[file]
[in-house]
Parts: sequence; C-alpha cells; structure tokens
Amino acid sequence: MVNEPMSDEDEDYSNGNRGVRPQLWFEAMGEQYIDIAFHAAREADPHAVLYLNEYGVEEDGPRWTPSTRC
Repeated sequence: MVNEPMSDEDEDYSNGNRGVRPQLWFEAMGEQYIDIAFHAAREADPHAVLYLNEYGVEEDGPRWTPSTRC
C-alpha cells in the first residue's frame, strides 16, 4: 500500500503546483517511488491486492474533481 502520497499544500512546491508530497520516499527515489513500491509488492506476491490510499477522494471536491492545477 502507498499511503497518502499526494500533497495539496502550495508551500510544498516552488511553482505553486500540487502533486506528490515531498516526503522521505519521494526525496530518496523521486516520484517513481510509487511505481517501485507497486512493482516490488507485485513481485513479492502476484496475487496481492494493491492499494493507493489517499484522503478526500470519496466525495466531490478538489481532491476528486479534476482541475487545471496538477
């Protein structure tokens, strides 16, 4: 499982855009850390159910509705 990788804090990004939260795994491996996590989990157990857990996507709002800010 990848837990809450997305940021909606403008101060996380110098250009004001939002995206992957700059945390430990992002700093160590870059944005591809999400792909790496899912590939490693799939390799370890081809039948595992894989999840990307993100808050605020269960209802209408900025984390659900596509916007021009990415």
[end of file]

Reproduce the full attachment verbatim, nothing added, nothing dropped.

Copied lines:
[in-house]
Parts: sequence; C-alpha cells; structure tokens
Amino acid sequence: MVNEPMSDEDEDYSNGNRGVRPQLWFEAMGEQYIDIAFHAAREADPHAVLYLNEYGVEEDGPRWTPSTRC
Repeated sequence: MVNEPMSDEDEDYSNGNRGVRPQLWFEAMGEQYIDIAFHAAREADPHAVLYLNEYGVEEDGPRWTPSTRC
C-alpha cells in the first residue's frame, strides 16, 4: 500500500503546483517511488491486492474533481 502520497499544500512546491508530497520516499527515489513500491509488492506476491490510499477522494471536491492545477 502507498499511503497518502499526494500533497495539496502550495508551500510544498516552488511553482505553486500540487502533486506528490515531498516526503522521505519521494526525496530518496523521486516520484517513481510509487511505481517501485507497486512493482516490488507485485513481485513479492502476484496475487496481492494493491492499494493507493489517499484522503478526500470519496466525495466531490478538489481532491476528486479534476482541475487545471496538477
């Protein structure tokens, strides 16, 4: 499982855009850390159910509705 990788804090990004939260795994491996996590989990157990857990996507709002800010 990848837990809450997305940021909606403008101060996380110098250009004001939002995206992957700059945390430990992002700093160590870059944005591809999400792909790496899912590939490693799939390799370890081809039948595992894989999840990307993100808050605020269960209802209408900025984390659900596509916007021009990415």